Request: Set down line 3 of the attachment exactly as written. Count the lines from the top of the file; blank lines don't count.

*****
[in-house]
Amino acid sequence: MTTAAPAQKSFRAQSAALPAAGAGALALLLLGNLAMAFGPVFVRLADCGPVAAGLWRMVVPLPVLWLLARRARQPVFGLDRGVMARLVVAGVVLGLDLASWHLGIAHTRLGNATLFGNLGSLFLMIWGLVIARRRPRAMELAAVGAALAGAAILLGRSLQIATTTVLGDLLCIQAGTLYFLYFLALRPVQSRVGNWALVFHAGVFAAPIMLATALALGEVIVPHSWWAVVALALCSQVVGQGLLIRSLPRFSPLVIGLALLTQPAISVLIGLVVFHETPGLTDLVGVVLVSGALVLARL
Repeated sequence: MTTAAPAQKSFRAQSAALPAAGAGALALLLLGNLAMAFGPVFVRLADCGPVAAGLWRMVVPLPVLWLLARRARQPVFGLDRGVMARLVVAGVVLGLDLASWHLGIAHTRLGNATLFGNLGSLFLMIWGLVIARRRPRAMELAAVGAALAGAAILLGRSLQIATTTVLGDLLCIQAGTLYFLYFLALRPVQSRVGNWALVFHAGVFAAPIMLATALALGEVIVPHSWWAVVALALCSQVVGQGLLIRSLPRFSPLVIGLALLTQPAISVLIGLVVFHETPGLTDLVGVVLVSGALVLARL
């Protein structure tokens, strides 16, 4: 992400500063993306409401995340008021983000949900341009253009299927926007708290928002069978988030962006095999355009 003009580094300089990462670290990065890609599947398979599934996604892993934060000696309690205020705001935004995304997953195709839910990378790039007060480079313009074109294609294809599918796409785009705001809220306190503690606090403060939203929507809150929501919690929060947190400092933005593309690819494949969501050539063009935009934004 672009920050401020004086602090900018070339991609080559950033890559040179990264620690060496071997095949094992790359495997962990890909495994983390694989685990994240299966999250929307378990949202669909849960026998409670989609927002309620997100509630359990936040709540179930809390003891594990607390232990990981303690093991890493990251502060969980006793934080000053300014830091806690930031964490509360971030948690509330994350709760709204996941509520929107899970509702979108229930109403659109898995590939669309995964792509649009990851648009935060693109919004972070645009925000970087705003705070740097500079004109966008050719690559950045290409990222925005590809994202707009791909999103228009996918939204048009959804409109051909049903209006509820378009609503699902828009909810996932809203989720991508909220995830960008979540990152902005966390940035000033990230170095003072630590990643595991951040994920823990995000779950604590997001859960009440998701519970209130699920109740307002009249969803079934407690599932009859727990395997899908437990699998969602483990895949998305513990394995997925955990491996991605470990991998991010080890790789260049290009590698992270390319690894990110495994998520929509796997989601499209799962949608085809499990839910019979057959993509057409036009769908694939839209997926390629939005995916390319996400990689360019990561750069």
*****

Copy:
Repeated sequence: MTTAAPAQKSFRAQSAALPAAGAGALALLLLGNLAMAFGPVFVRLADCGPVAAGLWRMVVPLPVLWLLARRARQPVFGLDRGVMARLVVAGVVLGLDLASWHLGIAHTRLGNATLFGNLGSLFLMIWGLVIARRRPRAMELAAVGAALAGAAILLGRSLQIATTTVLGDLLCIQAGTLYFLYFLALRPVQSRVGNWALVFHAGVFAAPIMLATALALGEVIVPHSWWAVVALALCSQVVGQGLLIRSLPRFSPLVIGLALLTQPAISVLIGLVVFHETPGLTDLVGVVLVSGALVLARL